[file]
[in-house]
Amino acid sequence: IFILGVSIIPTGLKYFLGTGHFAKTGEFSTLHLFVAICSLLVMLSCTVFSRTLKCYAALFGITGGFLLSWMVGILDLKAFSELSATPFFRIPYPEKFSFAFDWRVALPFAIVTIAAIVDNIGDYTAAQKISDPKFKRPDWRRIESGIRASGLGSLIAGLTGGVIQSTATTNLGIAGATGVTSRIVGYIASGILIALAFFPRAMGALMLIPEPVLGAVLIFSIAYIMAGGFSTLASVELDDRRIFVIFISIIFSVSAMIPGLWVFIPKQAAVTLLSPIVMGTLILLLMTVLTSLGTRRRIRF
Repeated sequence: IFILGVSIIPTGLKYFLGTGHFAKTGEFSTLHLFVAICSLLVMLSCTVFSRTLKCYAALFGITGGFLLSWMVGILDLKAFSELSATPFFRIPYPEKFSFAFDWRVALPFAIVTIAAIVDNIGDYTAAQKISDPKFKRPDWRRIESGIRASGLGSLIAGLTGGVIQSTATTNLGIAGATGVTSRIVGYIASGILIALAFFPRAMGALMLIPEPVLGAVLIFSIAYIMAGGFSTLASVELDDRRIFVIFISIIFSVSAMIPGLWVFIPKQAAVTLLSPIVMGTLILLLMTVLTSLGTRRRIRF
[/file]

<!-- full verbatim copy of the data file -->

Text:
[in-house]
Amino acid sequence: IFILGVSIIPTGLKYFLGTGHFAKTGEFSTLHLFVAICSLLVMLSCTVFSRTLKCYAALFGITGGFLLSWMVGILDLKAFSELSATPFFRIPYPEKFSFAFDWRVALPFAIVTIAAIVDNIGDYTAAQKISDPKFKRPDWRRIESGIRASGLGSLIAGLTGGVIQSTATTNLGIAGATGVTSRIVGYIASGILIALAFFPRAMGALMLIPEPVLGAVLIFSIAYIMAGGFSTLASVELDDRRIFVIFISIIFSVSAMIPGLWVFIPKQAAVTLLSPIVMGTLILLLMTVLTSLGTRRRIRF
Repeated sequence: IFILGVSIIPTGLKYFLGTGHFAKTGEFSTLHLFVAICSLLVMLSCTVFSRTLKCYAALFGITGGFLLSWMVGILDLKAFSELSATPFFRIPYPEKFSFAFDWRVALPFAIVTIAAIVDNIGDYTAAQKISDPKFKRPDWRRIESGIRASGLGSLIAGLTGGVIQSTATTNLGIAGATGVTSRIVGYIASGILIALAFFPRAMGALMLIPEPVLGAVLIFSIAYIMAGGFSTLASVELDDRRIFVIFISIIFSVSAMIPGLWVFIPKQAAVTLLSPIVMGTLILLLMTVLTSLGTRRRIRF